DENTON (UNT), Texas — University of North Texas Professor Shengqian Ma, a global leader in nanoporous materials research, earned the 2024 Edith and Peter O'Donnell Award in Physical Sciences from the Texas Academy of Medicine, Engineering, Science and Technology (TAMEST). He was chosen for his innovative work in the field of decontamination.
TAMEST is a nonprofit interdisciplinary scientific organization dedicated to enhancing the research community in Texas. Ma, the Welch Chair in UNT’s Department of Chemistry, is one of five Texas-based researchers being honored in the TAMEST 2024 Edith and Peter O'Donnell Awards. Ma is the first-ever UNT recipient of this award. He was selected for his individual contributions addressing the essential role that science and technology play in society and for how his work meets the highest standards of exemplary professional performance, creativity and resourcefulness.
In addressing Earth’s growing environmental concerns, Ma’s research, sparked by the Deepwater Horizon oil spill in 2010, focuses on water-related challenges. Specifically, he’s exploring solutions for removing oil from the ocean, aiming first to understand the complex environment.
Ma’s most significant contributions come in his team’s development of porous organic polymer-based nanotraps. These nanotraps can be used for a variety of applications, such as enhanced effectiveness in cleaning up after an oil spill, removing mercury from water or treating nuclear waste. The materials also can be used to store gas molecules, like methane, hydrogen or carbon dioxide.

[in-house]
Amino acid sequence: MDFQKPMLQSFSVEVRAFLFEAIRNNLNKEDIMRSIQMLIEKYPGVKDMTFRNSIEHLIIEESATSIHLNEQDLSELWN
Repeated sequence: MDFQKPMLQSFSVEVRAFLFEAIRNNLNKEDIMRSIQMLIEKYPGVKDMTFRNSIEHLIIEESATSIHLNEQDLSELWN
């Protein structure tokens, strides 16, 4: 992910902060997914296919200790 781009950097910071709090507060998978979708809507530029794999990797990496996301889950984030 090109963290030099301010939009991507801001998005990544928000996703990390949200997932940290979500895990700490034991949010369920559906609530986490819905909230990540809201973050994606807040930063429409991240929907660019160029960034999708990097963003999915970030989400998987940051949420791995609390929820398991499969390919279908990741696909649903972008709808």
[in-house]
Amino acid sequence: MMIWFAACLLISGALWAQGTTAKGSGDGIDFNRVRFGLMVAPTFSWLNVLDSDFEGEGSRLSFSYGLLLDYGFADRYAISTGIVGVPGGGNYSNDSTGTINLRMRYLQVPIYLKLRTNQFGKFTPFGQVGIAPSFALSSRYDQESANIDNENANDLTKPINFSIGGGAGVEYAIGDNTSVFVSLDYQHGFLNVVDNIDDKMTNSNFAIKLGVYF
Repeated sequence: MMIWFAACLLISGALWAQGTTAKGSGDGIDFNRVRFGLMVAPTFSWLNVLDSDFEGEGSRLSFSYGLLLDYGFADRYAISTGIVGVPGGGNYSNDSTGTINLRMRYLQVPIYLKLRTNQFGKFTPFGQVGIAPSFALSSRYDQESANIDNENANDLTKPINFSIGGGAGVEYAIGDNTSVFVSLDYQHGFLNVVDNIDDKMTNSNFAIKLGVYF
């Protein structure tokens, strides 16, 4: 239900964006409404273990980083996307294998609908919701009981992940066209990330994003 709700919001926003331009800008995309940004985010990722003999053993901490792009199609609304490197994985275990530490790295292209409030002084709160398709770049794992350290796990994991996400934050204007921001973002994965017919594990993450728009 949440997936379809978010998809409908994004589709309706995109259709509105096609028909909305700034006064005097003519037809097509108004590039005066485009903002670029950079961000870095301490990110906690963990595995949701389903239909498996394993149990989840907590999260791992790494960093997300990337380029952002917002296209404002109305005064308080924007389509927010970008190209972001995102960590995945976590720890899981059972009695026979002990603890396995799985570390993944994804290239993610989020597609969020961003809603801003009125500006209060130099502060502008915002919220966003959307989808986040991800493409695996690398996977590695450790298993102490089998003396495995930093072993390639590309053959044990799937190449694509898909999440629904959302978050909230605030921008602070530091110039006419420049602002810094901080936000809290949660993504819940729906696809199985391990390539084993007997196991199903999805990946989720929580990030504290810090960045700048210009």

“Dr. Ma’s research focuses on figuring out how we can get the things we don’t want to be exposed to out of the environment,” said Pamela Padilla, UNT’s vice president for research and innovation. “I think he is creative and he’s a great mentor for our students. Dr. Ma’s work exudes enthusiasm and delivers results. He is highly regarded internationally within his field, and there aren’t enough positive words for Dr. Ma and his work.”
His materials not only capture toxins in water, but also can extract valuable elements — such as uranium from seawater and lithium from brine water. These extracted elements can then be utilized for energy purposes. According to Ma, the uranium in the ocean alone could be used to provide electricity to humanity for over 20,000 years.
More than $1.5 million has been awarded to more than 75 recipients in the categories of medicine, engineering, biological sciences, physical sciences and technology innovation since the inception of the O'Donnell Awards in 2006. Sixteen O’Donnell Awards recipients have gone on to be elected to the national academies, including four who hold dual academy elections.
“The Edith and Peter O’Donnell Awards bring together a broad group of disciplines and expertise and creates the space to talk about cross-disciplinary approaches to future solutions – and we couldn’t be prouder of this year’s group of innovative recipients,” said Oliver Mullins, a fellow with the National Academy of Engineering and committee chair for the Edith and Peter O’Donnell Awards. “These researchers are transforming the future of science and innovation in our state, and these awards are an important mechanism for maintaining a link between academia and industry and moving the research needle forward for our society.”